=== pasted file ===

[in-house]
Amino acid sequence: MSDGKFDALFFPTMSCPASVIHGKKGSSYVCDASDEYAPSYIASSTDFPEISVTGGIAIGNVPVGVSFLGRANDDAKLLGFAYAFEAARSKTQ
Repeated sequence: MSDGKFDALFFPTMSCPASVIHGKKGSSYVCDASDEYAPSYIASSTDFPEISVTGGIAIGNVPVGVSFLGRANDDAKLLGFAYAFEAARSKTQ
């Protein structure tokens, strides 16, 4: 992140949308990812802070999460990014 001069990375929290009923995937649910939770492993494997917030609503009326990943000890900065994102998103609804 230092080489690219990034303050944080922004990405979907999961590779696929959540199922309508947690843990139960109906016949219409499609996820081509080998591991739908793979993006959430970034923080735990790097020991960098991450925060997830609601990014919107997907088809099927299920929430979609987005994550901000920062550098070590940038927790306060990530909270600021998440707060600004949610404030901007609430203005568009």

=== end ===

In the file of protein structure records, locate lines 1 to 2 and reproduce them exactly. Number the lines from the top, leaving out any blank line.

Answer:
[in-house]
Amino acid sequence: MSDGKFDALFFPTMSCPASVIHGKKGSSYVCDASDEYAPSYIASSTDFPEISVTGGIAIGNVPVGVSFLGRANDDAKLLGFAYAFEAARSKTQ